Vote Watch 2004
Vote/Election fraud, vote suppression, voting irregularities, voter intimidation in Election 2004



Home Page Interpreting Pre-Election Polls Anti-Kerry Lies and Fraud
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Here, I use the definition of Swing States by the Swing State Project

Please select your state of interest to proceed. (If there is no link, that means there is no content for that state yet).


11/1/04 [Permalink]
Fraudulent robo (phone) calls to heavily Democratic counties in Michigan provide false information on polling locations and claim that a vote for Kerry is a vote for gay marriage

Via Josh Marshall, here is an article in the Detroit Free Press:

Some voters on Monday complained of getting misleading automated phone calls over the weekend telling them either that their polling place had changed or that a vote for Democratic presidential candidate John Kerry was a vote to legalize gay marriage.

The messages - known as robo calls - were placed in heavily Democratic cities of Detroit, Flint and Pontiac and the Democratic-leaning city of Grand Rapids.

“When you vote this Tuesday, remember to legalize gay marriage by supporting John Kerry,” the call said. “It’s what we all want. It’s a basic Democratic principle.”

Kerry opposes same sex marriage. Earlier this year, Kerry spoke against a proposal to amend the federal constitutional to ban same sex marriage, saying the issue was divisive and should be left up to states. He supports civil unions for gay or lesbian couples.

The phone calls were made in communities with large populations of African Americans, many of whom vote Democratic, but who also have supported the passage of Michigan’s ballot Proposal 2, a ban on same sex marriage.

“It’s obvious that they’re using this as a wedge issue to suppress the vote in Detroit,” said Josh Elling, 28, a Kerry supporter from Detroit, who received the call Sunday evening. “I think it’s shameful.”

Bush’s Michigan campaign spokesman John Truscott said the campaign had nothing to do with the calls and that he was not aware of them.

“I checked with both the party and campaign and nobody knows anything about it,” said Truscott, spokesman for the Bush campaign in Michigan. “Our best advice is basically don’t believe what you hear, especially anything coming at the 11th hour.”

The calls about polling place changes were received by Democratic voters in Macomb County as well as in Democratic-leaning cities in Ohio, another hotly contested state in the presidential election.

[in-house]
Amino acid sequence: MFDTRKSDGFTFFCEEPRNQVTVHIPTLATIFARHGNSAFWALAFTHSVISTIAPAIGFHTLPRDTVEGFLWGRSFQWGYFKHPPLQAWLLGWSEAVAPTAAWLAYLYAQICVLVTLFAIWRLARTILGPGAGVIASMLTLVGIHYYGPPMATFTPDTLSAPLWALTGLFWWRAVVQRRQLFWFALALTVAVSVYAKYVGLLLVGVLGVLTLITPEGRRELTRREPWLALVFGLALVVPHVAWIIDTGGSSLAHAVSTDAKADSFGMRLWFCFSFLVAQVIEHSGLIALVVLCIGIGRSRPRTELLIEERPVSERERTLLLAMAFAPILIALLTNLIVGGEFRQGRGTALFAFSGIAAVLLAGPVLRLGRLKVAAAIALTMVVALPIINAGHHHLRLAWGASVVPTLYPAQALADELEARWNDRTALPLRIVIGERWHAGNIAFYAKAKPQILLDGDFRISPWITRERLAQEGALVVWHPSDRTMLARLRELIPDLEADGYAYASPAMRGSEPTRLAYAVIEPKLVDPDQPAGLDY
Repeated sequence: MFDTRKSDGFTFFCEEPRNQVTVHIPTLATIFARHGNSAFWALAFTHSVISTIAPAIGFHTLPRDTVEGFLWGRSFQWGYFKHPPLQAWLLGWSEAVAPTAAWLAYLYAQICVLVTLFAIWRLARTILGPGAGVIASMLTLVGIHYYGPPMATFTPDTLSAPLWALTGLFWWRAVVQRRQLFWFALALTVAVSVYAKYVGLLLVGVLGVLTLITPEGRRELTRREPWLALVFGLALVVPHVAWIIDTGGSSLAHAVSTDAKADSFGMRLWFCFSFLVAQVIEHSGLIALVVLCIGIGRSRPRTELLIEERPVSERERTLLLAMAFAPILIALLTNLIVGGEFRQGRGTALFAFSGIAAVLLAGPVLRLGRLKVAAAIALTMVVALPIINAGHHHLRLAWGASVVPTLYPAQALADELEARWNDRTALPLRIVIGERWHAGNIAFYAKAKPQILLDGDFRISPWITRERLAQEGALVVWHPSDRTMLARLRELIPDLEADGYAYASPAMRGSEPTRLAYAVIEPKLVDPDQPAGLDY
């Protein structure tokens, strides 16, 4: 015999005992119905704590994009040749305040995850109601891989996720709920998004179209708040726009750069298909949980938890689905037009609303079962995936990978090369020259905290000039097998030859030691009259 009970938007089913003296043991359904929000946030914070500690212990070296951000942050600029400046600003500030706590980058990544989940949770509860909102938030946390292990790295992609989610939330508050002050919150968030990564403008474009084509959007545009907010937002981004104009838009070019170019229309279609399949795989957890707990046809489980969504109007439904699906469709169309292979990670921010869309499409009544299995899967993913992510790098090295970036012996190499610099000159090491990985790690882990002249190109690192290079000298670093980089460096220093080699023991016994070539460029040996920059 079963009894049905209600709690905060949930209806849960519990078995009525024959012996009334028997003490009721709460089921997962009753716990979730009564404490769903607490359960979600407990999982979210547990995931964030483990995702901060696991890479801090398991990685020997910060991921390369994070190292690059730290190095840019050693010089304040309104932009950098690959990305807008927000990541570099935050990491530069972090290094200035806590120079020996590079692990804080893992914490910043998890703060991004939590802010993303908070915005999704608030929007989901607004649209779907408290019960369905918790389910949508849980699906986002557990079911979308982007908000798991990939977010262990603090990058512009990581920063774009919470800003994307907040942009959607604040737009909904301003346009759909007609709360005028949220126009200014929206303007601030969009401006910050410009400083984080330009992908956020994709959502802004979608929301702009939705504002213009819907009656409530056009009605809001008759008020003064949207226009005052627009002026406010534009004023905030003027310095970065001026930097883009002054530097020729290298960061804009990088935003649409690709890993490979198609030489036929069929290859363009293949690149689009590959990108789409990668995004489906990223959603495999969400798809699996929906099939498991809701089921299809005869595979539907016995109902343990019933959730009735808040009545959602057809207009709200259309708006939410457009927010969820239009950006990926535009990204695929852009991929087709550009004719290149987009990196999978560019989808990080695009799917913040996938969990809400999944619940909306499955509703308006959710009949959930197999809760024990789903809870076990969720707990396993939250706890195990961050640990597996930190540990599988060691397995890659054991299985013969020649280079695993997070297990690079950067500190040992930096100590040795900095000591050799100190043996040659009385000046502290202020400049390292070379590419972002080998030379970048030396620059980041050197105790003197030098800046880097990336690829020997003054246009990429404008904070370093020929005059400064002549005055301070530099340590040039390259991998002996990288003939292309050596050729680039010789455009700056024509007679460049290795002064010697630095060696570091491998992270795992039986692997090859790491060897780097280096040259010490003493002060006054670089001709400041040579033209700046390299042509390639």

The Kerry campaign was incensed by the calls, which gave no indication of who was the sponsor.

10/21/04 [Permalink]
Fraud in Michigan involving a small number of registrations submitted by nonpartisan, but left-leaning group ACORN's Project Vote and the Public Interest Research Group (PIRGIM)

Via Dailykos, we have this report:

Overzealous or unscrupulous campaign workers in several Michigan counties are under investigation for voter-registration fraud, suspected of attempting to register nonexistent people or forging applications for already-registered voters, election and law enforcement officials said Wednesday.

Officials in Wayne, Oakland, Ingham and Eaton counties have been contacted about the problem, which appears to be an outgrowth of unprecedented efforts by political interest groups to register thousands of new voters before the November election.

State Elections Director Christopher Thomas said he hoped criminal prosecutions would result. Thomas, who has held his post for more than 20 years, said the scale of voter-registration drives this year and the irregularities were like nothing he had seen before.

Although there is little likelihood that phony registrations could be used to affect the outcome of an election because of safeguards in place, alleged fraud undermines confidence in the system and burdens local elected officials, Thomas said.

"We don't want to give the impression that there are a lot of people who will be able to vote" using a phony registration, Thomas said, "but these clerks have enough to do without having to screen thousands of duplicates" and bogus applications.
Representatives from two groups whose workers have submitted apparently-fraudulent applications -- the Public Interest Research Group in Michigan (PIRGIM) and Project Vote -- downplayed the issue Wednesday, insisting that it involved only a handful of workers and a limited number of registrations.

David Leland, national director of Project Vote, said fewer than 100 of the thousands of applications his group has collected in Detroit, Pontiac and other four other urban centers had been identified as fraudulent.

But the massive registration drives have produced thousands of registration applications from voters already on the rolls, city elections officials said. [eRiposte note: This in itself, as I have stated before, is not necessarily an example of fraud unless there are huge numbers of registrations under the same name.]

Detroit Elections Director Gloria Williams said her office has been receiving several thousand new registrations a day, about half of which were duplicates of people already registered.

Heidi Blankenship, regional director of a PIRGIM voter-registration drive designed to generate 20,000 new voters in Ingham and Washtenaw counties, said only three or four workers out of dozens in the project were suspected of wrongdoing. She described them as "young students who didn't realize it was a potential felony."